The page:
14 December 2017
What: New analysis of NHS statistics shows that in 2007 – a year before the introduction of the WCA – 21 per cent of incapacity benefit (IB) claimants told researchers they had attempted suicide at some point in their lives. The following year, IB began to be replaced by ESA, with eligibility tested by the WCA. By 2014, more than 43 per cent of claimants were saying they had attempted suicide. One leading psychologist described the figures as showing “the greatest increase in suicide rates for any population that I can recall in the literature”. Over the same period, the number of adults who were questioned for the Adult Psychiatric Morbidity Survey (APMS) who were not claiming IB (in 2007) or ESA (in 2014) and reported a suicide attempt remained statistically stable (6.0 per cent in 2007 against 6.7 per cent in 2014). The figures were calculated for DNS by Sally McManus, who leads research on the survey for the independent social research institute NatCen, on behalf of NHS Digital.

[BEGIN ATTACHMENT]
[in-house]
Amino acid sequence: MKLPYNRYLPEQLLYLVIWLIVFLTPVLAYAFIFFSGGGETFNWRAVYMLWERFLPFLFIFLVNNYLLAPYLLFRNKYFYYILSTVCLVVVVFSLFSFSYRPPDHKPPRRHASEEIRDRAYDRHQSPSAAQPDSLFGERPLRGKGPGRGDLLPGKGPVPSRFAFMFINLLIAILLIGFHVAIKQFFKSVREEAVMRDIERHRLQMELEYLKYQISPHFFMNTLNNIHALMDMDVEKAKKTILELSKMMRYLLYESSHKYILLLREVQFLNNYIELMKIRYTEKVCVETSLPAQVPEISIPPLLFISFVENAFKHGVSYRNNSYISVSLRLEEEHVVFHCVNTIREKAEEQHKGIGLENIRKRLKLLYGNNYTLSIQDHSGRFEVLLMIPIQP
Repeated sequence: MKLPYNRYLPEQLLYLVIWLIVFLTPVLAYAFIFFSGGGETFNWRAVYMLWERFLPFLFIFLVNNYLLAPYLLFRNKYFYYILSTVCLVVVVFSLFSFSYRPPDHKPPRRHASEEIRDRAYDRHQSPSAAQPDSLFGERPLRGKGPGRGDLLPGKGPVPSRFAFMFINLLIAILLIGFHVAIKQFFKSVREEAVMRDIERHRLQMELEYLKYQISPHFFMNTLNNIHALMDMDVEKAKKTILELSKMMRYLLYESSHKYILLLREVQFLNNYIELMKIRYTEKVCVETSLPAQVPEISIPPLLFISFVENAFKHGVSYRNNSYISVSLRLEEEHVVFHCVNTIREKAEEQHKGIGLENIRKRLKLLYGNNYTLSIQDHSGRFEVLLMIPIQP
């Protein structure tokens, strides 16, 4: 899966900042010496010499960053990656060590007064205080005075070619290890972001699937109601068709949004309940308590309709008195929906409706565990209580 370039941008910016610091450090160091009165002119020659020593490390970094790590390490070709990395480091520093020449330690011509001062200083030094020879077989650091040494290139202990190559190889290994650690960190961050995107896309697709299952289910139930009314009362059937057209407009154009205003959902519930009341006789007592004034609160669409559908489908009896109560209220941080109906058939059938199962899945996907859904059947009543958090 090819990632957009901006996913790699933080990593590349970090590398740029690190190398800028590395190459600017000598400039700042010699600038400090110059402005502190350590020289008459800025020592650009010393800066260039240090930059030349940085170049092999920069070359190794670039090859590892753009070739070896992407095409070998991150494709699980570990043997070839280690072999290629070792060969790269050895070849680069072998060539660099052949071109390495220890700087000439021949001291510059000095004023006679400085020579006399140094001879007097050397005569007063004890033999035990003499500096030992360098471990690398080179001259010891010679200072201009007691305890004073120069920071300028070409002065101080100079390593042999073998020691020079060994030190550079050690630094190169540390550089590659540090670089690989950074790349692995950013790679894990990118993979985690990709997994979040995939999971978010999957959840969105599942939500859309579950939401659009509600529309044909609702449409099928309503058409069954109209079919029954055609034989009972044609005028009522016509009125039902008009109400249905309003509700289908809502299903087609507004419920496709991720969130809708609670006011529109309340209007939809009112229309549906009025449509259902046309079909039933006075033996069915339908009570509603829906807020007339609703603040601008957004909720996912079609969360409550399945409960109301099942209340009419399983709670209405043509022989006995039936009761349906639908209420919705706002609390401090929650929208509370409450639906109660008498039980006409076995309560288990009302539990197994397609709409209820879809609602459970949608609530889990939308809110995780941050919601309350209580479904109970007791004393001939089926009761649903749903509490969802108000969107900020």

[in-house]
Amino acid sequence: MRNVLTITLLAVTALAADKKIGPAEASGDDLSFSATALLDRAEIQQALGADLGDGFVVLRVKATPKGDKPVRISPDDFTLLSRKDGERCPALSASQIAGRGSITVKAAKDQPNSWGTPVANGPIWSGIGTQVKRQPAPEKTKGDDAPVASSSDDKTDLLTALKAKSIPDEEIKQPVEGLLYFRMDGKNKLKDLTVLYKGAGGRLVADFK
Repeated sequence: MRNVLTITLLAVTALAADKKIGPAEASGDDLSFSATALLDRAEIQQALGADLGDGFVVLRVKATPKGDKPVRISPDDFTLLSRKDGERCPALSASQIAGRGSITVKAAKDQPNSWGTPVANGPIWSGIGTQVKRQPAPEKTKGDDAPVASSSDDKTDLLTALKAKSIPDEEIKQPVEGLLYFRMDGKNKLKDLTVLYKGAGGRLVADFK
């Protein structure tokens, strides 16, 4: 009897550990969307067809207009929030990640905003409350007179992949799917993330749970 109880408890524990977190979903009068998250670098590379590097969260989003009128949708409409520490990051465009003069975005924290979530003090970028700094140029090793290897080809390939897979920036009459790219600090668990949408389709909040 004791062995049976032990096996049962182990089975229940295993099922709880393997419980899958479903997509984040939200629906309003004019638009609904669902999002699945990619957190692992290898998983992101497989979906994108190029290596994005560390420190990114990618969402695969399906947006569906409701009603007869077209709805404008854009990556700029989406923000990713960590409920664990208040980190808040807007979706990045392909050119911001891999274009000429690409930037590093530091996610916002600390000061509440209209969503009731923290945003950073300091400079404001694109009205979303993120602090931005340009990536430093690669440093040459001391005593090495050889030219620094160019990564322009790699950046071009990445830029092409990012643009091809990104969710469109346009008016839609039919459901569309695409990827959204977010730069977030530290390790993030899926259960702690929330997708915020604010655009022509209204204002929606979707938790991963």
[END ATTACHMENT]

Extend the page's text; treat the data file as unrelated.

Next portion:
Why significant: The figures do not prove that the introduction of WCA and ESA caused a doubling of suicide attempts among claimants as the two populations (IB claimants and ESA claimants) may have been different. But they certainly raised further and serious concerns about the impact of the introduction of ESA and the WCA.